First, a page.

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The Protection of Intellectual Property Rights in Outer Space Activities

Tosaporn Leepuengtham

This book considers the intellectual property issues which are raised by space activities. While outer space itself remains out of reach for most of us, the results of space activities and developments from space technology are becoming ever-more integrated in our daily lives. Despite this, there is often little understanding of the importance of space technologies, how existing legal rules may apply in terms of protecting the technology, or whether legal protection, such as copyright, may be enforced if the unauthorised use takes place beyond conventional territorial borders in outer space.
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Chapter 5: Intellectual property rights and private international law

Tosaporn Leepuengtham

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As discussed in the foregoing chapters, certain works created in outer space qualify for patent and copyright protection. While intellectual property law is territorial, use of space-created works normally involves an international element. This leads to questions of jurisdiction and choice of law, both in terms of validity and infringement.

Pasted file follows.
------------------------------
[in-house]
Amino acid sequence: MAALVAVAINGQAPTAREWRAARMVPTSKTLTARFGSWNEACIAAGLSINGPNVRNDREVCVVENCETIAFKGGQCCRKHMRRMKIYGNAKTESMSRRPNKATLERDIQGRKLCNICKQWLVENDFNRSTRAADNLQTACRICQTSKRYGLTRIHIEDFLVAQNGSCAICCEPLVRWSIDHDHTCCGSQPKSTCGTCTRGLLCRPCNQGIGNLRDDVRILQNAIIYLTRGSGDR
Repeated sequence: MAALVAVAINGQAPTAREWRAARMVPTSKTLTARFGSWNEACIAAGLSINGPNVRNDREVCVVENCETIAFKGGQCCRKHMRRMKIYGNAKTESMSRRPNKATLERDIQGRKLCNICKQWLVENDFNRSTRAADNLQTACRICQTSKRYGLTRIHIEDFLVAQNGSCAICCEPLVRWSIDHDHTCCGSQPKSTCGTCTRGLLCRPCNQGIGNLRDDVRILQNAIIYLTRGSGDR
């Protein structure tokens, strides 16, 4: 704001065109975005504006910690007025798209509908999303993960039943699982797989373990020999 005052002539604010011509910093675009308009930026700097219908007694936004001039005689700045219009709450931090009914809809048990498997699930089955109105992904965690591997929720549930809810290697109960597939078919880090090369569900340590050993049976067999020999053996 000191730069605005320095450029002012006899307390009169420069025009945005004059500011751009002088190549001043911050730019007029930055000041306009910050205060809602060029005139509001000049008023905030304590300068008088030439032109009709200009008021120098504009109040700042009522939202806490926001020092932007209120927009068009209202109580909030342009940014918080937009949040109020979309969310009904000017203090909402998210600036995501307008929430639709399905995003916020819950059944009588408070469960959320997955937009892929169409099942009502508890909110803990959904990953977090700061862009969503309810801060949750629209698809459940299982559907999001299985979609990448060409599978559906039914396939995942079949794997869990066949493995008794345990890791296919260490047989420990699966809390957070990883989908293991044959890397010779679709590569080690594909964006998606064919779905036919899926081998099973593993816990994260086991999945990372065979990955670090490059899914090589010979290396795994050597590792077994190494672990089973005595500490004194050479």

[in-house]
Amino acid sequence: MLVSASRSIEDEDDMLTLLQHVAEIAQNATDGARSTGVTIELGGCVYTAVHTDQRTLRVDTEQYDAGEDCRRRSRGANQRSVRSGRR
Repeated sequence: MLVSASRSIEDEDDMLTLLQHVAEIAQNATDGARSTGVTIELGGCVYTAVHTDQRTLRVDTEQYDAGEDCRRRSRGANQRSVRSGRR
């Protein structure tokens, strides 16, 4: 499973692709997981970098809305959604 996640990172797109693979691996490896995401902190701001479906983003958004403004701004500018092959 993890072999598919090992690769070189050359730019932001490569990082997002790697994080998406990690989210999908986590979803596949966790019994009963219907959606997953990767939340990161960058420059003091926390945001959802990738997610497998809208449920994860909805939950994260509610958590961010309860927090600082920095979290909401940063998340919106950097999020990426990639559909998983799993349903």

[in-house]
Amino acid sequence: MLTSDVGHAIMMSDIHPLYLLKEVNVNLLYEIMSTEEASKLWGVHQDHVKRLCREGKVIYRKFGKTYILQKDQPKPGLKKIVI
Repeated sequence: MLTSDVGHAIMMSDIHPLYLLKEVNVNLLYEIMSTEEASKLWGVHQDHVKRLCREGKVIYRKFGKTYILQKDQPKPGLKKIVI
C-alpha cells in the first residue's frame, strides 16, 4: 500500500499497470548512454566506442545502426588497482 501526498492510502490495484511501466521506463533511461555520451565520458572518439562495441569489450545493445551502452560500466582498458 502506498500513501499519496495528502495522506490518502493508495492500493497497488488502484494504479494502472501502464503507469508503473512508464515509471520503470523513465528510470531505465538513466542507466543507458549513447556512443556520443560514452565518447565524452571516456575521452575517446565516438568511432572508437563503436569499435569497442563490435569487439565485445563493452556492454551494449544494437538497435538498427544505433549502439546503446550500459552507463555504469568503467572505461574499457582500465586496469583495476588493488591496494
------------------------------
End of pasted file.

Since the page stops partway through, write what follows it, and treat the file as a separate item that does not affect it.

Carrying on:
Issues of jurisdiction and choice of law fall under the area of the private international law, which is also known as the conflict of laws.644 When a legal dispute involves a foreign element, private international law comes into play. Normally, foreign elements in a dispute may arise from foreign domicile, multi-nationalities of parties and a foreign location in terms of the place where a harmful event occurs or where any resulting damage is experienced. There is no doubt that when cases involving foreign elements take place on earth, private international law rules will be applicable. However, in the case of a dispute arising in outer space – where no state can claim its territory – it is questionable whether private international law rules will have a role.

Part 1 of this chapter concerns issues of proper jurisdiction. The analysis will examine which court can assert its jurisdiction over particular disputes. Having determined which courts are competent to assume jurisdiction, Part 2 addresses issues regarding choice of law. Finally, Part 3 deals with recognition of judgments issued by foreign courts. The hypothetical cases established in the previous chapters will also be used for discussion in...

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